komex: Causal Inference and Observational Research – Designing Robust Counterfactuals

Content 

COVID-19 pandemic: Please note!
While we intend to hold the in-person courses on site, we stand ready to switch to on-line provision of these courses if the corona rules do not allow for presence teaching.

Course Structure
09.00-10.30h: Lecture
10.45-12.15h: Lab / group work
13.30-14.30h: Office hour / independent work (reading, exercises)

Content
This course provides you with the skills to design and conduct a robust social scientific research project that links sound theorizing to causal inference based on observational data—whether qualitative or quantitative. Making the most of the experimental turn, we learn how to adapt its counterfactual view of causation to working with observational data under imperfect, real-world conditions. As a special feature, you also learn how to effectively communicate your design and causal insights in your writing (be it for a PhD, an article or a book manuscript).

Topical sessions include:

  1. Philosophy of causation & specific challenges of causal inference in the social sciences
  2. Models, graphs, effects and mechanisms: causal theorizing in the social sciences
  3. The repertoire of quantitative designs
  4. The repertoire of qualitative designs
  5. Integrating theory, design and inferences in your writing

Intended Learning Outcomes
At the end of the week, you will:

  • Be aware of the methodological discussion on causation in philosophy of the social sciences and of the potentials and limits of causal explanation and inference about social phenomena.
  • Know how to formulate precise and testable causal theories that cover effects, mechanisms and that have clear scope conditions.
  • Have an overview on how to draw valid causal inferences based on a counterfactual understanding of causation across the repertoire of qualitative and quantitative observational methods of causal inference.
  • Make an informed choice among, and be able to defend your research design against, possible alternative designs.
  • Know how to transparently integrate theory, counterfactual truth conditions, design choices and empirical evidence in your writing.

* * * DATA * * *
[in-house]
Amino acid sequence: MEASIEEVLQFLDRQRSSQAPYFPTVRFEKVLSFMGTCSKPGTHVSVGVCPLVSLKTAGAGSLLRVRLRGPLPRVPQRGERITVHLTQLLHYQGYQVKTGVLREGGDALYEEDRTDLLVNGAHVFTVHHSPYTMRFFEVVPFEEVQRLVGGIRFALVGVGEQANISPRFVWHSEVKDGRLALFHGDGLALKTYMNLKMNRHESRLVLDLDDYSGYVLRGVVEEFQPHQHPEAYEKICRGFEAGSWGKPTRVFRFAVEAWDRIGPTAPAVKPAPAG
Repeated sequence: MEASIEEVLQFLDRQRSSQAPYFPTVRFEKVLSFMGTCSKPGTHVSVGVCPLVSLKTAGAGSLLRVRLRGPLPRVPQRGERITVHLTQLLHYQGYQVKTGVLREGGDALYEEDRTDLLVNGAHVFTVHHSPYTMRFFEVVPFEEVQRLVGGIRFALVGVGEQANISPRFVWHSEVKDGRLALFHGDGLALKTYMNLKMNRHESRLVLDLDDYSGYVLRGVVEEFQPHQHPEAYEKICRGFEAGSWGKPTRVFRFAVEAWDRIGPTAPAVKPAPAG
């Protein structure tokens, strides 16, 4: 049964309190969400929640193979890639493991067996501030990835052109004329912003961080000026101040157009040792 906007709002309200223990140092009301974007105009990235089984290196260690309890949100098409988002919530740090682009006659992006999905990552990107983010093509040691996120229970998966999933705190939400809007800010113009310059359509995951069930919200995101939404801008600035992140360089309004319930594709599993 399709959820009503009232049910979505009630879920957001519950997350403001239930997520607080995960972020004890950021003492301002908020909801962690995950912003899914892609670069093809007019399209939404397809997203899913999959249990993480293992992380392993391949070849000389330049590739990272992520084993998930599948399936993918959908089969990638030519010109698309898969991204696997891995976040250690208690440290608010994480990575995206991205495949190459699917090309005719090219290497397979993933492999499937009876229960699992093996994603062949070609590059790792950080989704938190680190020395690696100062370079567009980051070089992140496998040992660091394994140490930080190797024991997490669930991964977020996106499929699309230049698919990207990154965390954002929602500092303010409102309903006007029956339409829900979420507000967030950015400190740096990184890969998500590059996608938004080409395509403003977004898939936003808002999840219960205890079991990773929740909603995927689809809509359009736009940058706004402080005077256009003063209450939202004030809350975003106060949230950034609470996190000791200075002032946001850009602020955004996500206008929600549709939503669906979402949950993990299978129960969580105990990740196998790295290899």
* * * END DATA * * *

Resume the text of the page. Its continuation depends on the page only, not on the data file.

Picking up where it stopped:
Examination

  • Careful preparation of readings and active participation throughout
  • completion of 4 daily tasks
  • a take-home paper that applies the content of the course to participants’ own research projects


Expectation Management
Note that this is a methodological course about designing and presenting research projects, not a methods course about how to execute data analysis under a specific method of causal inference. This course serves to guide you in making informed choices from the repertoire of quantitative and qualitative research designs and in justifying your choice against alternatives. For this aim, we will cover a broad repertoire of methods used to draw causal inferences from observational data but only with regard to how each of these methods ensures that we can infer whether x causes y.

Core Readings
Jaccard, James & Jacoby, Jacob (2010). Theory construction and model-building skills. A practical guide for social scientists. New York.
Morgan, Stephen L., and Christopher Winship (2015). Counterfactuals and causal inference. Cambridge University Press.
Rohlfing, Ingo & Zuber, Christina Isabel (2019). Check your truth conditions! Clarifying the relationship between theories of causation and social science methods of causal inference. Sociological Methods and Research. DOI: 10.1177/0049124119826156.

Course Management 
Fee 
430 EUR / Early bird 390 EUR
ECTS Credits 
4
Contact for Questions 
Seminar Room 
D 431
Date 
14.03.2022 09:00 to 14:30
15.03.2022 09:00 to 14:30
16.03.2022 09:00 to 14:30
17.03.2022 09:00 to 14:30
18.03.2022 09:00 to 14:30
Requirements 
Participants should be working on research projects that aim at causal inference/explanation based on observational data (qualitative and/or quantitative). They should be in the earlier phase/max. first half of the project, i.e. when research design choices are yet to be made, or still open to some adaptation. Basic knowledge of empirical social research is assumed, such as what is theory, what is data, what is quantitative, what is qualitative. Participants should bring their own laptops — sockets will be provided.